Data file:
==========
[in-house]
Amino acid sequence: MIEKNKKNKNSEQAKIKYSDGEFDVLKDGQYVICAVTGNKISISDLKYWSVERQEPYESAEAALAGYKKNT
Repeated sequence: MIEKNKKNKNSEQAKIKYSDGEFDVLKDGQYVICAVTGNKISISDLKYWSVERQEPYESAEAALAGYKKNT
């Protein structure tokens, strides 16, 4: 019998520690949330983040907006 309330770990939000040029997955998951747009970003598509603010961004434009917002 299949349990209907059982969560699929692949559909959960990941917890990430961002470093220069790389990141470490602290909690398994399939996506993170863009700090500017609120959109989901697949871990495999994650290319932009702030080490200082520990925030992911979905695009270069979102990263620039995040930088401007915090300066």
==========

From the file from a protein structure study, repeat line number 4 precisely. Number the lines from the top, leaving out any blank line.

């Protein structure tokens, strides 16, 4: 019998520690949330983040907006 309330770990939000040029997955998951747009970003598509603010961004434009917002 299949349990209907059982969560699929692949559909959960990941917890990430961002470093220069790389990141470490602290909690398994399939996506993170863009700090500017609120959109989901697949871990495999994650290319932009702030080490200082520990925030992911979905695009270069979102990263620039995040930088401007915090300066």